Gerald May 7 willingness, control and surrender
“The gentlest form of spiritual narcissism is the idea that one can accomplish one’s own spiritual growth. This is the belief that ‘I can do it’ ..Assuming Paul was correct that God created human beings to ‘seek God’, the search is not ultimately ours. It was not our idea…We do not wake up one morning and spontaneously decide, ‘Hmm, I think I’ll go out and look for God for the rest of my life.’ The striving, even if we try to own it, was planted in us. It comes from somewhere very deep, from a depth at which one can no longer say, ‘This is me and only me.’”
Gerald May, Will and Spirit, p. 115.
In Will and Spirit, Gerald May writes about struggles in our world today as well as our many struggles within ourselves with will, willingness, control and surrender in our spiritual lives. Whenever we start our spiritual journey with willingness, as soon as we become aware of some spiritual growth, we become vulnerable to spiritual narcissism, the unconscious use of spiritual practice to increase rather than to decrease our self-importance, trying to become holy, the idea that we can accomplish our own spiritual growth. This becomes willfulness masquerading as willingness.
An awareness of the degree of self-interest involved in charitable acts also can make a big difference in how these actions and gifts are given and received. Sin occurs when self-image and personal willfulness become so important that one forgets, represses, or denies one’s true nature, one’s absolute connectedness and grounding in the divine power that creates and sustains the cosmos.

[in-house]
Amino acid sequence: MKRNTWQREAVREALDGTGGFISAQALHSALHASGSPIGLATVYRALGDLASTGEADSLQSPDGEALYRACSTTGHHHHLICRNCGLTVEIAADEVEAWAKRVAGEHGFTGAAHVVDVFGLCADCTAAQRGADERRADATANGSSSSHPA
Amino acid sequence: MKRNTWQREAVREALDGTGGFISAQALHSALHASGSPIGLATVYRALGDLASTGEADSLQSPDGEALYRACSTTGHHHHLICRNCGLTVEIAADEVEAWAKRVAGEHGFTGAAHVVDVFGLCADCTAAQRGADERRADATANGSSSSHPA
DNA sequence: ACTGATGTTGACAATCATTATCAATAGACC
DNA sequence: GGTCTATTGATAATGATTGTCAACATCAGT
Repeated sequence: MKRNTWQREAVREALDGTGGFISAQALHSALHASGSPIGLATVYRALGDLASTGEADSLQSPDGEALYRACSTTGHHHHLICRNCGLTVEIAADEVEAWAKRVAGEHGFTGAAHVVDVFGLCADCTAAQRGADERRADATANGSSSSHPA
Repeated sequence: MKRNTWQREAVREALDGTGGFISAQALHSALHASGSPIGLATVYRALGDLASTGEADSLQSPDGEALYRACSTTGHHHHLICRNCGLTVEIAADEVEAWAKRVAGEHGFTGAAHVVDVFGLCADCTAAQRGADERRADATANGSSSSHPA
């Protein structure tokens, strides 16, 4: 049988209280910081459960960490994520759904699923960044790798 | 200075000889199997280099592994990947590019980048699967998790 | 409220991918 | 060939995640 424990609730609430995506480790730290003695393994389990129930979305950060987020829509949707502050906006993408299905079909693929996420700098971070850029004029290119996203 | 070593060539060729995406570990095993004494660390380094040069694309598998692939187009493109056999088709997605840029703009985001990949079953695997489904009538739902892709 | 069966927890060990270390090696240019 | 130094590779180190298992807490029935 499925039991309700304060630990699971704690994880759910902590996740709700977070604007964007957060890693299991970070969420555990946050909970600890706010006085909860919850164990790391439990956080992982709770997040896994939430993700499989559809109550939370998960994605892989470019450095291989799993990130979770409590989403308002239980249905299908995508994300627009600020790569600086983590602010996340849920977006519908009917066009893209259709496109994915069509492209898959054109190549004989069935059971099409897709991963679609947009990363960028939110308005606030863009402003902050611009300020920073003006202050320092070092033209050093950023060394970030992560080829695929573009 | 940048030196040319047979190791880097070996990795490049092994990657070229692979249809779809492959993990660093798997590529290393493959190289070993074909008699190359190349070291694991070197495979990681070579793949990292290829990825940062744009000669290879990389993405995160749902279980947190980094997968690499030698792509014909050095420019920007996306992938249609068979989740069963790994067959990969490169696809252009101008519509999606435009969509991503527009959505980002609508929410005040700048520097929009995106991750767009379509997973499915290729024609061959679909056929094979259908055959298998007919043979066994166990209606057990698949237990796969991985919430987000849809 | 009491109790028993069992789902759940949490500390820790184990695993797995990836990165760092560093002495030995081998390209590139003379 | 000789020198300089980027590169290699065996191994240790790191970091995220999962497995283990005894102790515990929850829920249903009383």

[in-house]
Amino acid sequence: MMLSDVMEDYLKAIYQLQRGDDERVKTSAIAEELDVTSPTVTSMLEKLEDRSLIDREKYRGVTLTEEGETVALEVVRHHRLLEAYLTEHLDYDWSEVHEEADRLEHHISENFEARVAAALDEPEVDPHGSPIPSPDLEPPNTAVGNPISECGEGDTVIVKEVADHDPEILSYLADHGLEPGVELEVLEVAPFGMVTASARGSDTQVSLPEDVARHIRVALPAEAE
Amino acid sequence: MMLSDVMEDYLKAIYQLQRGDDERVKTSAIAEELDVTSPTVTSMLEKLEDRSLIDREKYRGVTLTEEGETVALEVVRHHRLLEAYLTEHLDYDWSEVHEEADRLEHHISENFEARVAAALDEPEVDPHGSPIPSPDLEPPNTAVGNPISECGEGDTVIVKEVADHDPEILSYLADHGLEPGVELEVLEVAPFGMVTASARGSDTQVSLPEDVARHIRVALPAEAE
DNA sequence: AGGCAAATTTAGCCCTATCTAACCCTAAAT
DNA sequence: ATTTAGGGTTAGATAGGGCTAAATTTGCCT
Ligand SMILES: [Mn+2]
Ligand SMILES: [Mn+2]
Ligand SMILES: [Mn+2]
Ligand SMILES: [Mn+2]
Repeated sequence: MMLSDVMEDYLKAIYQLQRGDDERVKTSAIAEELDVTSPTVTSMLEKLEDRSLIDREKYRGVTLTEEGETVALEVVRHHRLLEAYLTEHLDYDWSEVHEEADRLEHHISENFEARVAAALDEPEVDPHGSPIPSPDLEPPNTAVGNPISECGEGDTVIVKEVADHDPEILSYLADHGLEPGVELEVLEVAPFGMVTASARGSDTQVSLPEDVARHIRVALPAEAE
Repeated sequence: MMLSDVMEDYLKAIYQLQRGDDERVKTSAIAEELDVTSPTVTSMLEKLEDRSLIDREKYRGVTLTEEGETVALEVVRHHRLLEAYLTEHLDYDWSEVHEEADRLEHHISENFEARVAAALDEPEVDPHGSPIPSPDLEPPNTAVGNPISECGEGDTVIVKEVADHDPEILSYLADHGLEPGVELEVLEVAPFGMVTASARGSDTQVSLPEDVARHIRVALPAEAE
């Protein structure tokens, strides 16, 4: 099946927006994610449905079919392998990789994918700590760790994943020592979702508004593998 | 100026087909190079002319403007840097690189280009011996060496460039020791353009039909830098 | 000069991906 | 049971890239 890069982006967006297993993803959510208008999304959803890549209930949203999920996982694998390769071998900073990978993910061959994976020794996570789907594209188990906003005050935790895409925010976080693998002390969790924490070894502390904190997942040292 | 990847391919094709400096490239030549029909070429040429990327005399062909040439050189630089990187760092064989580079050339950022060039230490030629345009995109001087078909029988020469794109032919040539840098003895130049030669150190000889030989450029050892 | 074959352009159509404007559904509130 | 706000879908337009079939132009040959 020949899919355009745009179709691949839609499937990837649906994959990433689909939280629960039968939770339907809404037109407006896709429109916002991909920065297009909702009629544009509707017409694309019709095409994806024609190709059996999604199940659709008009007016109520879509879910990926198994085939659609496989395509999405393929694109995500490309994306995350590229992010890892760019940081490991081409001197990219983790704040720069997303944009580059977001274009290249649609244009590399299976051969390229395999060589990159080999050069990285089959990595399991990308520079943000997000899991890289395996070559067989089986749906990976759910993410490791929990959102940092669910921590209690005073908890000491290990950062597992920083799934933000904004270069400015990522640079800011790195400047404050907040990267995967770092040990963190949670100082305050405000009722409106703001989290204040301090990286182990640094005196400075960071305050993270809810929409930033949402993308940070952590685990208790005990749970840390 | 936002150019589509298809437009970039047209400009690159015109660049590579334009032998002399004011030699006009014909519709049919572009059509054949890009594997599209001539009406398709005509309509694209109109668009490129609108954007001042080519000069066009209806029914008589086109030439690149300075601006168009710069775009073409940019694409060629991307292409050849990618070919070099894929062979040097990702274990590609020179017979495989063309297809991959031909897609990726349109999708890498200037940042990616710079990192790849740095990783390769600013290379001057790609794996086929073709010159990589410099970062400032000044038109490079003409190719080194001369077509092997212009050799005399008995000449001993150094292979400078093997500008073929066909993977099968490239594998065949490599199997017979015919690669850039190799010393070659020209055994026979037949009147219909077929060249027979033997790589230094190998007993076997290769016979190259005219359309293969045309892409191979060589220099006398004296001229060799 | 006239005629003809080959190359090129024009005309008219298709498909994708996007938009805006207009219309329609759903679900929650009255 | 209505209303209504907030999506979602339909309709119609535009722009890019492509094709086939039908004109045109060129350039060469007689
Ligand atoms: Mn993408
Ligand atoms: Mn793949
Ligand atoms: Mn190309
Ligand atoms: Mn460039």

May encourages us to allow attachments to come or go rather than constantly clinging to them. We must be aware of our need for self-importance as he cautions us about immediately leaping to shore ourselves up. He places less emphasis on coping and mastery, and more on waking up to whatever is happening in the present moment.
As we surrender some of our self-importance, we begin to make friends with mystery. Even though we may not necessarily always find God when we sacrifice our self-importance, May believes that as we lose our need for self-importance, we will realize that God has already found us. We will experience more spontaneity and awareness when we do not need to perform, when we do not need to be defined through self-judgment or evaluation of our actions, where we can let things flow.
May reminds us that spirituality cannot be a means to end our discomfort. Spiritual growth has to be a way into the world, not out of it, in the world not of the world, and unfortunately often may be uncomfortable.
This statue of the return of the prodigal son in the Bishop’s Garden at the National Cathedral can be an icon for surrender and willingness.